Q: How do you solve a problem like Donald Trump?
A: Just let him talk.
Some 90 million viewers tuned in to the first live debate of the 2016 presidential election campaign, a historic showdown that saw live fact checking implement in real time.
It was a decisive tool in picking through the fluff and nonsense of proceedings - and a vital tool in demonstrating that not only will Trump say anything he likes, his faithful amongst the electorate probably don't even care.
Here are some of the most outlandish claims made by Trump that hold no semblance of truth.
Ford isn't reducing the number of US jobs
"So Ford is leaving. You see that, their small car division leaving. Thousands of jobs leaving Michigan, leaving Ohio. They’re all leaving. And we can’t allow it to happen anymore."
Fact: Ford is moving small car production to Mexico
What Trump didn't say: Ford will continue to employ a workforce in Michigan, building larger cars than the current set up.
He did say climate change is a hoax
"Donald thinks that climate change is a hoax perpetrated by the Chinese. I think it's real," said Hillary Clinton.
"I did not — I do not say that. I do not say that," said Donald Trump.
But he did. He did it in a manner that required no specialist fact checker with access to a wealth of complex data sets and congressional reports - just any old mug with a Twitter account. He said it in November 2012, in a Tweet that became the most retweeted of the night...
His father gave him a massive loan in 1975
"My father gave me a small loan in 1975," is a line that came up last night, but has echoed around the chamber of Trump's campaign on several occasions.
The truth of the matter is that Donald Trump was given a loan of $1 million by his father Fred Trump in 1978 - which equates to roughly $3.7 million in today's money when adjusted for inflation - to help his son build the Grand Hyatt hotel in Manhattan, New York.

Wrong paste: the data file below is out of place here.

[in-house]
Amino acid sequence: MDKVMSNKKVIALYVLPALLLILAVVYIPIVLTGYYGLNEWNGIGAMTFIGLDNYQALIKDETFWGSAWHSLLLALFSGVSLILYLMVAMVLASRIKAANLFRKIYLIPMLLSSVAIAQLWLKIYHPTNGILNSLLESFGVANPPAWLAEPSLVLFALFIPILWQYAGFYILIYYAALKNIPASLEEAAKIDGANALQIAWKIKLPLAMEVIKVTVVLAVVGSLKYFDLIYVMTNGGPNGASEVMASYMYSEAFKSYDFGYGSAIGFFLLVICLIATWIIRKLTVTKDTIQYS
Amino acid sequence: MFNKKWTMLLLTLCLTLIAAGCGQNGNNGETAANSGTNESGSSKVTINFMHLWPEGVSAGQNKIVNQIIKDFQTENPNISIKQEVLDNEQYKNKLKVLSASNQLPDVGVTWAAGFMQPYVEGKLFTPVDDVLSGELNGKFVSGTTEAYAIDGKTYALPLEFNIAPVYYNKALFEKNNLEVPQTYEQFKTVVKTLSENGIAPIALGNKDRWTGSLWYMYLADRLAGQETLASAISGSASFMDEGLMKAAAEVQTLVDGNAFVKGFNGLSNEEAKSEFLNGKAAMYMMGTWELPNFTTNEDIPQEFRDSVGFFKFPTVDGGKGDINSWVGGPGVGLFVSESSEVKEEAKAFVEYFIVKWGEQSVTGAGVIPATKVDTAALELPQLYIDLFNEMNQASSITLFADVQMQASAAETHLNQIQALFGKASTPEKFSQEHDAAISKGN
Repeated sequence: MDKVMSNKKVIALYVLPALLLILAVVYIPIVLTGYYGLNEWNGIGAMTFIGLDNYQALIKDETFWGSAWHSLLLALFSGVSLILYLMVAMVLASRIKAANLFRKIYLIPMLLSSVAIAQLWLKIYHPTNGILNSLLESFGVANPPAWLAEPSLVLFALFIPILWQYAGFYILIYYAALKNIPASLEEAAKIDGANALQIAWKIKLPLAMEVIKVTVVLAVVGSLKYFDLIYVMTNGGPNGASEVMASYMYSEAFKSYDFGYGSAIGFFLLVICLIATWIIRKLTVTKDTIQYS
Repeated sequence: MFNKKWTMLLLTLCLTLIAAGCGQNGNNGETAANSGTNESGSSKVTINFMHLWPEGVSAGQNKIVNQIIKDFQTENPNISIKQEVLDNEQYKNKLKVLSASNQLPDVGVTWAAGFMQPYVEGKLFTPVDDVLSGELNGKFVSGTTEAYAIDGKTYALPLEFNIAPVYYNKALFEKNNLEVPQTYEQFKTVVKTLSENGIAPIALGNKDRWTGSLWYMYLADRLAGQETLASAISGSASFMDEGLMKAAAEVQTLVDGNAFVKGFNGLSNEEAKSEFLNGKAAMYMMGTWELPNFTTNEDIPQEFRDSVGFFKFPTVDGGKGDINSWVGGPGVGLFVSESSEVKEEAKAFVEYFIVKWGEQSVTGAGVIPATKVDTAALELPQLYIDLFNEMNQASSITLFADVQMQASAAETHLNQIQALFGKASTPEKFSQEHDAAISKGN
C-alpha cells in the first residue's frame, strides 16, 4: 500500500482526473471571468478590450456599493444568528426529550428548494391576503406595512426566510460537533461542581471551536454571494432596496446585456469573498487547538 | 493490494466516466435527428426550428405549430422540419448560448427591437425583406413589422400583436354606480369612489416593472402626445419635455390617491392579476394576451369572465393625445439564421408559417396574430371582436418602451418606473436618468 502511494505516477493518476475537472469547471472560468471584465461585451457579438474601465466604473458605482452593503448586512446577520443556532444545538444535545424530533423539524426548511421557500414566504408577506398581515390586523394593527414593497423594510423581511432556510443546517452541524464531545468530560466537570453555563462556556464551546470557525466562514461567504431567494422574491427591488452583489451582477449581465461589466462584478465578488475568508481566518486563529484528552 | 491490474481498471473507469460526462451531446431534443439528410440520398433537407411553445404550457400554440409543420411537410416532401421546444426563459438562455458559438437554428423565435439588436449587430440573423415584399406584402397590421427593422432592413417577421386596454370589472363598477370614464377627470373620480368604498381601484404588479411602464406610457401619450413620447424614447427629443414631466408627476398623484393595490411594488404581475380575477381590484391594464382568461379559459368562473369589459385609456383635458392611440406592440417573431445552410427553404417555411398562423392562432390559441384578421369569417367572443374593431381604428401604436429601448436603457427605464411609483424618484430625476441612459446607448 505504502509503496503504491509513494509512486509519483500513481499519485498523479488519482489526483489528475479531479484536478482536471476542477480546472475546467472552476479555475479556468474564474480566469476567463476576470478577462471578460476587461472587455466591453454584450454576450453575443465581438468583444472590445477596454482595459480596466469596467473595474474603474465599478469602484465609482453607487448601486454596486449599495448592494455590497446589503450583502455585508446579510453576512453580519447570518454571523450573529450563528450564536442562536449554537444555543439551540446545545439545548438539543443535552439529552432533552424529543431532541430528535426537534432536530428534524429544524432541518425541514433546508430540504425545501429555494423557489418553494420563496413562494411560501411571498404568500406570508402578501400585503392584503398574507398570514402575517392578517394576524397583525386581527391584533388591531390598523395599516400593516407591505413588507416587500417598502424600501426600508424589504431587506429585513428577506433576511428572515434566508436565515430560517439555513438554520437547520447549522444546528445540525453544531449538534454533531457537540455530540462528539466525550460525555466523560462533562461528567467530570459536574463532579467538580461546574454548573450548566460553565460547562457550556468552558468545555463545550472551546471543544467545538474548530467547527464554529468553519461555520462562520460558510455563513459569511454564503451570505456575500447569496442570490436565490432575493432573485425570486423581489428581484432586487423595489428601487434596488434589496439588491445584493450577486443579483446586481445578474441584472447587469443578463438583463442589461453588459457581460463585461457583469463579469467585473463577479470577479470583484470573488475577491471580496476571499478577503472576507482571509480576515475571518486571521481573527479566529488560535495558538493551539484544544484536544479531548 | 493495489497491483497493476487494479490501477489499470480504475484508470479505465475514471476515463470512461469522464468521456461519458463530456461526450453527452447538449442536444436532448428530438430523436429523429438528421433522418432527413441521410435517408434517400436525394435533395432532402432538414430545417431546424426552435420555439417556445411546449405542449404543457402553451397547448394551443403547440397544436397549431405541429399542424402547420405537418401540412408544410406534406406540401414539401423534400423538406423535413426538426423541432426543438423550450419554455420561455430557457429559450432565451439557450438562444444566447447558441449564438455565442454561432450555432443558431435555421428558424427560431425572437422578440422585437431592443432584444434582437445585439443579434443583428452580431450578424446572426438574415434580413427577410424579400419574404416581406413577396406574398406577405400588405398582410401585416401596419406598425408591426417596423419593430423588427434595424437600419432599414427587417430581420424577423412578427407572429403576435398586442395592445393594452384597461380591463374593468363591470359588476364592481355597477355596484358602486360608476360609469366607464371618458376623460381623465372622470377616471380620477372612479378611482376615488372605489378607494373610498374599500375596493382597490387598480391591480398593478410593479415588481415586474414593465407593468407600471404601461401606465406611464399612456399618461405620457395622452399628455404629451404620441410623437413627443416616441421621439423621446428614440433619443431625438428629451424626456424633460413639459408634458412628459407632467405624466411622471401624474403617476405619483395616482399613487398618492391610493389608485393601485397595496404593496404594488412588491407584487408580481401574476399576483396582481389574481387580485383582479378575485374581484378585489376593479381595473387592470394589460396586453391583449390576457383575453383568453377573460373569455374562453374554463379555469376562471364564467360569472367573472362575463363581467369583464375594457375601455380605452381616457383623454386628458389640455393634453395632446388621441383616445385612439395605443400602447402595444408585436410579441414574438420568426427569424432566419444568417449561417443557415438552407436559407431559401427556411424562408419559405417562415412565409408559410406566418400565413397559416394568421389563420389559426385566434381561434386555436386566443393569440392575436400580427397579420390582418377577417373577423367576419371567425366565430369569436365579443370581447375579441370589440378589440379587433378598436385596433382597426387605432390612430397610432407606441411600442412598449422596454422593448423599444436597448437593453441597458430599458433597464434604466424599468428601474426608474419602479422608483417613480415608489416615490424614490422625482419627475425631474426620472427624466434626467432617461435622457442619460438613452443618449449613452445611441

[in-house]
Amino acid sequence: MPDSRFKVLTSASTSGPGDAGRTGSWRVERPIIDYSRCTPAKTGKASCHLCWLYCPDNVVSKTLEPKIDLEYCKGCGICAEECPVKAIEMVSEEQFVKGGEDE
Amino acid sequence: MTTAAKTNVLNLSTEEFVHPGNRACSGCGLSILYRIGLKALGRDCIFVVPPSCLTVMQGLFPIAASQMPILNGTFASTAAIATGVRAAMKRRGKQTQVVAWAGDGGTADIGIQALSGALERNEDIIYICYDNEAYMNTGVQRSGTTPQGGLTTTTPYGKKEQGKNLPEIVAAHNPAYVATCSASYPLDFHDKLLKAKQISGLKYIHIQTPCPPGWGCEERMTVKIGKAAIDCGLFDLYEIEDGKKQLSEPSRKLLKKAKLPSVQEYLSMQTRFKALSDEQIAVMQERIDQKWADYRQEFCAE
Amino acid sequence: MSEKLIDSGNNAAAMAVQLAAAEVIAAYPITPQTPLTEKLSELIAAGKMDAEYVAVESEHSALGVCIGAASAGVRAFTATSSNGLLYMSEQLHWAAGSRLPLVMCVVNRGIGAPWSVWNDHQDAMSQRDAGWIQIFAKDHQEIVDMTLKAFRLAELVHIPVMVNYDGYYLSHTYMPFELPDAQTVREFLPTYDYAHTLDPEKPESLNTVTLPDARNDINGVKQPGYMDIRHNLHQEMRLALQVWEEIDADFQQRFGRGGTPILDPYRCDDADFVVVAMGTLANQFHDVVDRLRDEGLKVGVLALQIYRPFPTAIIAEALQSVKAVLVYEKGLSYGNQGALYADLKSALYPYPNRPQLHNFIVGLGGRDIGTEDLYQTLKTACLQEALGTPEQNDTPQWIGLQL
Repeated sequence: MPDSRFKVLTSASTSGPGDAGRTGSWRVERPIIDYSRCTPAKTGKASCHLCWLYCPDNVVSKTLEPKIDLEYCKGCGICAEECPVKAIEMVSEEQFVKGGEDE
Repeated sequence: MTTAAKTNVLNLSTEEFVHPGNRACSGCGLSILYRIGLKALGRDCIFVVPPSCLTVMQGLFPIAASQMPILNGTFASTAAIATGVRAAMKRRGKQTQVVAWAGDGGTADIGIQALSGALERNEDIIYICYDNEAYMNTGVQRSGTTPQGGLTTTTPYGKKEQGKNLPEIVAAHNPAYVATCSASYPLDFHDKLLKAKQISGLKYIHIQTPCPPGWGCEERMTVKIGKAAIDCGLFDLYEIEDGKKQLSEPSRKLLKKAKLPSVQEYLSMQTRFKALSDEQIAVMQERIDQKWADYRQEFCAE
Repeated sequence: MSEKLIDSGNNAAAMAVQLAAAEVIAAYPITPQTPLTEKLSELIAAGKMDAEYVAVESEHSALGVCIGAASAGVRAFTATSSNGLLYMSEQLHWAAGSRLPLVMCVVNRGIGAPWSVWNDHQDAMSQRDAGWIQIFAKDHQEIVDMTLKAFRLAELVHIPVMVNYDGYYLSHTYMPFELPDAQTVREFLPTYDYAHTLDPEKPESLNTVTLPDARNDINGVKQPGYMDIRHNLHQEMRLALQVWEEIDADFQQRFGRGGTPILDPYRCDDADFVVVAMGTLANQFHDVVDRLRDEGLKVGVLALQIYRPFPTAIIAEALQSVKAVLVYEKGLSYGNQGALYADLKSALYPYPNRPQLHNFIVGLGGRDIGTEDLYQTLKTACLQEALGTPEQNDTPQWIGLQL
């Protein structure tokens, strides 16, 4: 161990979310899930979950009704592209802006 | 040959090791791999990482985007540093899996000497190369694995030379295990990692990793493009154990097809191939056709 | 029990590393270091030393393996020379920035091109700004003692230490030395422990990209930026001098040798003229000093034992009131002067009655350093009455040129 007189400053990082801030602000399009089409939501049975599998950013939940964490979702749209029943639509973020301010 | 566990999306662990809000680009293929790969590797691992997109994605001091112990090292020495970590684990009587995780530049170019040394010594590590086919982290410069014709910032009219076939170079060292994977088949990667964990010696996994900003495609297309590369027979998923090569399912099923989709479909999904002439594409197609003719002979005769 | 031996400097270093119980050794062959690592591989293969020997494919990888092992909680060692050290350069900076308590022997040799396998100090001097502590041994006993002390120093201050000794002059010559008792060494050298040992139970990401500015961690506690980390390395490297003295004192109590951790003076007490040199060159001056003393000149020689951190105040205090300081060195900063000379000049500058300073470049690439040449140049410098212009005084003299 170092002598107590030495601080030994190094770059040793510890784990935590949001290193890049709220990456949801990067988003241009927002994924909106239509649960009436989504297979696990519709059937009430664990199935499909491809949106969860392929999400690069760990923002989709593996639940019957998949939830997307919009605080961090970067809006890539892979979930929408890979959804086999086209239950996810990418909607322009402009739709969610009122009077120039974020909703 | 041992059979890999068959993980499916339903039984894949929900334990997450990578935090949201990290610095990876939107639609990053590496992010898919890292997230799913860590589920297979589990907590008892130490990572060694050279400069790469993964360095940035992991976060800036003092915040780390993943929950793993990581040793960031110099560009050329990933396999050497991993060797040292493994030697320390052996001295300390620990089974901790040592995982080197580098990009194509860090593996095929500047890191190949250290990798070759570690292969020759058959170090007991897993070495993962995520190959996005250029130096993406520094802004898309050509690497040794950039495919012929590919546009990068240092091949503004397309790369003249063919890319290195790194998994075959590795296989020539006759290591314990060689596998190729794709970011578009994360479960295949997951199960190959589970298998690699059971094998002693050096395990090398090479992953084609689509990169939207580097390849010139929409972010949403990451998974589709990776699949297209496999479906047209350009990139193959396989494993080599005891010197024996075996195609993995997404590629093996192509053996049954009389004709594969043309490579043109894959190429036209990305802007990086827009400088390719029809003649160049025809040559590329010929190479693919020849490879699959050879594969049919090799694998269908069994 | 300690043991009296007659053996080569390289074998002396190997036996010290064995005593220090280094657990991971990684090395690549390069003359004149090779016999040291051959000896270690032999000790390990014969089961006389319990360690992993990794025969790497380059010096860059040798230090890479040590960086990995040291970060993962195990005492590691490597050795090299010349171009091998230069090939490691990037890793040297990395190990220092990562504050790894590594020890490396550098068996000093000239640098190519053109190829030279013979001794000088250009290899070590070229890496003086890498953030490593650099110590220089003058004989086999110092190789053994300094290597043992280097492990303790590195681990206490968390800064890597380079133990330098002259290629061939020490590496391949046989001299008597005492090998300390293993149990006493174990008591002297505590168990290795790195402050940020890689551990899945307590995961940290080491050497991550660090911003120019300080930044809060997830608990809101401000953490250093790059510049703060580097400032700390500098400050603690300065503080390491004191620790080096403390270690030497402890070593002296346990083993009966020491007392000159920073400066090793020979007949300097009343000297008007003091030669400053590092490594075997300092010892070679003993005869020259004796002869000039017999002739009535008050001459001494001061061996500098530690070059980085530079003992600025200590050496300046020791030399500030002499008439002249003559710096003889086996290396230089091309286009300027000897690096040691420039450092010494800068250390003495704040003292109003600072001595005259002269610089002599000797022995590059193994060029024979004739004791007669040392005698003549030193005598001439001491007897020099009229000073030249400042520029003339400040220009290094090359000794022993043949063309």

$3.7 million is in no way a "small loan".
Trump won't be reducing taxes for everyone
"Under my plan I will be reducing taxes tremendously," said Trump. Which is true, if you're focusing on business rate tax - which should fall sharply.
But the reduction in taxes only has an impact on the top level earners in the US; the Tax Foundation believes that Trump's proposed tax plan would actually help top one per cent of earners see a 10.2 per cent increase to their incomes.
Trump hasn't been endorsed by the Immigration and Customs Enforcement (ICE)
When the discussion turned to immigration, Trump stated "I was just endorsed by ICE."
But he hasn't been, because the ICE doesn't endorse people. It's a government agency. Government agencies don't make a habit of endorsing political candidates, because that's not a thing government agencies do. The ICE union, or rather its council, has come out to say that it supports Trump's stance on restoring immigration security.
Trump has heaped praise on Vladimir Putin
Hillary Clinton expressed concern that Trump has been "praiseworthy of Vladimir Putin".
Trump's reply? "Wrong."
But he has. On multiple occasions.
Like that time he told MSNBC that Putin was a "strong leader".
Or when he said this to Larry King on CNN in 2007: "Look at Putin -- what he's doing with Russia -- I mean, you know, what's going on over there. I mean this guy has done -- whether you like him or don't like him -- he's doing a great job in rebuilding the image of Russia and also rebuilding Russia period."
Or this, in 2011: "Putin has big plans for Russia. He wants to edge out its neighbors so that Russia can dominate oil supplies to all of Europe," Trump said. "I respect Putin and Russians but cannot believe our leader (Obama) allows them to get away with so much...Hats off to the Russians."
So Hillary isn't "Wrong".